Mahogany (film)

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Mahogany
Mahogany.jpg
Movie poster by Bill Gold
illustrated by Bob Peak.
Directed by Berry Gordy
Produced by Jack Ballard
Rob Cohen
Written by Toni Amber (story)
Bob Merrill
John Byrum
Starring Diana Ross
Billy Dee Williams
Jean-Pierre Aumont
Anthony Perkins
Music by Michael Masser
Cinematography David Watkin
Edited by Cutry Zinner
Peter Zinner
Distributed by Paramount Pictures
Release dates
  • October 8, 1975 (1975-10-08)
Running time 109 min.
Country United States
Language English

Mahogany is a 1975 American romantic drama film directed by Berry Gordy and produced by Motown Productions. The Motown founder Gordy took over the film direction after British filmmaker Tony Richardson was dismissed from the film. Mahogany stars Diana Ross as Tracy Chambers, a poor African-American woman who rises to become a popular fashion designer in Rome. Fresh from the success of Lady Sings the Blues, this film served as Ross' follow-up feature film. It was released on October 8, 1975, and performed well at the box office.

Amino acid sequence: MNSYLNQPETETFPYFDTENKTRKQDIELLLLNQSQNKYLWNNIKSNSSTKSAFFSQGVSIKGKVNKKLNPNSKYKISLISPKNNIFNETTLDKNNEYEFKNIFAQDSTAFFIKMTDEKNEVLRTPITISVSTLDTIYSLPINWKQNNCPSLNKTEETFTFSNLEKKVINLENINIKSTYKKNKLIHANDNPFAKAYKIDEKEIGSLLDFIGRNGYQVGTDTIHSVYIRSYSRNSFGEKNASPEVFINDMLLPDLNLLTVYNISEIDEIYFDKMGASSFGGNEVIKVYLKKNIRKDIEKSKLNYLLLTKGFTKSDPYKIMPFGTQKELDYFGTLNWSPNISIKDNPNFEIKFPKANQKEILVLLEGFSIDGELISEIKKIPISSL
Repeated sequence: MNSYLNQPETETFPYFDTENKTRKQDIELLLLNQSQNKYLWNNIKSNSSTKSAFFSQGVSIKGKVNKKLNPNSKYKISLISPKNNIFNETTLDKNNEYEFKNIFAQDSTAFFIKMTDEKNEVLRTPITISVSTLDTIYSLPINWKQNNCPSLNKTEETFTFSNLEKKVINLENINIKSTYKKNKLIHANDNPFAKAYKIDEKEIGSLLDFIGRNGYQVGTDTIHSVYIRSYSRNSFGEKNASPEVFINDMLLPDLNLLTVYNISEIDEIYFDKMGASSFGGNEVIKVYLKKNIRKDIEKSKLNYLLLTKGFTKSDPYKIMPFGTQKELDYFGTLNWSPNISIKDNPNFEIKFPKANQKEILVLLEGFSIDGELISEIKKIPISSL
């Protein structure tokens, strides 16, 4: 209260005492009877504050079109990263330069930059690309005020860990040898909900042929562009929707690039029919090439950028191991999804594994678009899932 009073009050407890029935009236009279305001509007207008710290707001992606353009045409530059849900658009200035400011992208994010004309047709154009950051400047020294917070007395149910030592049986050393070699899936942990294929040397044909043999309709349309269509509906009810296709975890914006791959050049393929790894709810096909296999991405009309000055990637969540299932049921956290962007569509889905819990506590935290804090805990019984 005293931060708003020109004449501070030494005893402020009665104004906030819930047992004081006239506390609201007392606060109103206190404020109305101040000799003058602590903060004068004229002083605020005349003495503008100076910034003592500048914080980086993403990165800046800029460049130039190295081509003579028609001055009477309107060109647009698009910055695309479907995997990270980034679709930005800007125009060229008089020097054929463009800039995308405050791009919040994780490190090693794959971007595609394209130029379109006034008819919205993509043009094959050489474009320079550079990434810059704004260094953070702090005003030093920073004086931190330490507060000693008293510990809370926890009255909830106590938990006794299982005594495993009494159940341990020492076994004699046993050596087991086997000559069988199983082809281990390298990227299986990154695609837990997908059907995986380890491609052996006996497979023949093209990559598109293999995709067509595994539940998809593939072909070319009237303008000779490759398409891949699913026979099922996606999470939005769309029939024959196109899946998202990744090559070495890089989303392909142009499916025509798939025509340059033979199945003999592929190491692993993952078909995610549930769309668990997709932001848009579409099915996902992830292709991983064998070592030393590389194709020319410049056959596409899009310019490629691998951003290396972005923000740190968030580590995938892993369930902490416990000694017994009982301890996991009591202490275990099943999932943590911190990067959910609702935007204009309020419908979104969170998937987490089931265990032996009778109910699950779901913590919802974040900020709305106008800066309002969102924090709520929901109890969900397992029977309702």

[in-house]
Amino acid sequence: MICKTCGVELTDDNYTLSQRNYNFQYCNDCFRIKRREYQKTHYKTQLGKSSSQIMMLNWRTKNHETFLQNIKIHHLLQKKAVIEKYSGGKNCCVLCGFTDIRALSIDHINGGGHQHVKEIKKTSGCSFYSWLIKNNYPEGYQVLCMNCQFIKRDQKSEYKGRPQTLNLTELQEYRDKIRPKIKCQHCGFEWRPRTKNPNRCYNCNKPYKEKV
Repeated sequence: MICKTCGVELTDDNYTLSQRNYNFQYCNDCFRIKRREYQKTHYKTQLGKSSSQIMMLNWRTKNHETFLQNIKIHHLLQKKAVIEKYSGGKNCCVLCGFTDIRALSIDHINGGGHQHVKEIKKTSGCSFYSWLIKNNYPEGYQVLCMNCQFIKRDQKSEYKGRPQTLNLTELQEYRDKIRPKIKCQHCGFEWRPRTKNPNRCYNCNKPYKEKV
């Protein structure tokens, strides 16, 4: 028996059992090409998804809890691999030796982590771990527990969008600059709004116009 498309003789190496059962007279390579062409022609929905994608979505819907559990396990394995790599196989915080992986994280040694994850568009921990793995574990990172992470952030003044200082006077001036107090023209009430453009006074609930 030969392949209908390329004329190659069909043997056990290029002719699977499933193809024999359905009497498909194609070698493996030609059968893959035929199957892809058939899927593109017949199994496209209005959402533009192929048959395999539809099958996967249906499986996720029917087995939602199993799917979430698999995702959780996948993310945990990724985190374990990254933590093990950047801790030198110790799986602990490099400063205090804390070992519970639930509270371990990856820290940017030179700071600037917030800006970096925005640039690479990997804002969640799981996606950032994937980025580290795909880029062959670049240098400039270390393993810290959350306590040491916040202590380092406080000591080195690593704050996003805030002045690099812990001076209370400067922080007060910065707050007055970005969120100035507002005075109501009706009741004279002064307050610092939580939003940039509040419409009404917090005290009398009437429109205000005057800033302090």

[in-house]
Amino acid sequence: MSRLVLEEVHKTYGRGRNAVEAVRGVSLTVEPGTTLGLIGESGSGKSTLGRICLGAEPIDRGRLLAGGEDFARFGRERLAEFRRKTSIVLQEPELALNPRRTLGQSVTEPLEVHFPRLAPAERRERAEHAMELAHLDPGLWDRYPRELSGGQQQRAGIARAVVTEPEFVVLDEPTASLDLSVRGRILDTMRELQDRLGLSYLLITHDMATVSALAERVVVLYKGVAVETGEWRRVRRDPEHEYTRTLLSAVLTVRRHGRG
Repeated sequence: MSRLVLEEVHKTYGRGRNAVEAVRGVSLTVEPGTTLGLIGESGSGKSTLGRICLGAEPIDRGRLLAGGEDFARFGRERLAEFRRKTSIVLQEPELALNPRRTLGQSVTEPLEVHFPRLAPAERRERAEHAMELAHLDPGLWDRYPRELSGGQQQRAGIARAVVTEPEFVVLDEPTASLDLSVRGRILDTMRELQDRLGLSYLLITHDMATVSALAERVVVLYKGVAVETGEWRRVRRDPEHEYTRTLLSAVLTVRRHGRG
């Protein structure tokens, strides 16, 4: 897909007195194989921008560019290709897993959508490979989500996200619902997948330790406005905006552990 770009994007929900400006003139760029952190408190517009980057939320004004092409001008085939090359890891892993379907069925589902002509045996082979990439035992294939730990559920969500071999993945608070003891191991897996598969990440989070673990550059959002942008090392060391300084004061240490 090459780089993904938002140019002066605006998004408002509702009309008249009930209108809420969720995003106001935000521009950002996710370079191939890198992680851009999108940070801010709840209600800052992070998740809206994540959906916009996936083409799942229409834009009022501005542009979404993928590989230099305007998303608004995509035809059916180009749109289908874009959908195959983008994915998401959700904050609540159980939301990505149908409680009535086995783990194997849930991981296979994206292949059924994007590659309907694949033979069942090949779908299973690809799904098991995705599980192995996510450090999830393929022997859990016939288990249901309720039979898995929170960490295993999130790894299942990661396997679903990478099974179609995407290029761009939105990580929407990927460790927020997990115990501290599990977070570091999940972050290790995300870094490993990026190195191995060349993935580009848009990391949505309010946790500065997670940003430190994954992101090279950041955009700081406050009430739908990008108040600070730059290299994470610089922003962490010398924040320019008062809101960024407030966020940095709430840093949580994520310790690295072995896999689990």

Synopsis[edit]

Tracy Chambers is a sassy industrious young woman living in the projects of Chicago who dreams of becoming a fashion designer. She has worked her way up from salesgirl to secretary and assistant to the head buyer at a luxury department store (modeled after, and filmed at, Marshall Field's on State Street, Chicago).[1] Her supervisor at the department store, Miss Evans, (Nina Foch), does not support Tracy's desire to be a designer. She dissuades her from taking the night class due to her belief that it is interfering with Tracy doing her job for her effectively. In actuality Tracy is attempting to bring her dream of being a designer into fruition. She visits her aunt who works in a factory and gives her designs to sew together for her and she visits buyers to see if anyone will purchase her designs. There are no takers as well as comments made to her that the designs are good for Paris but not Chicago. She does not give up though.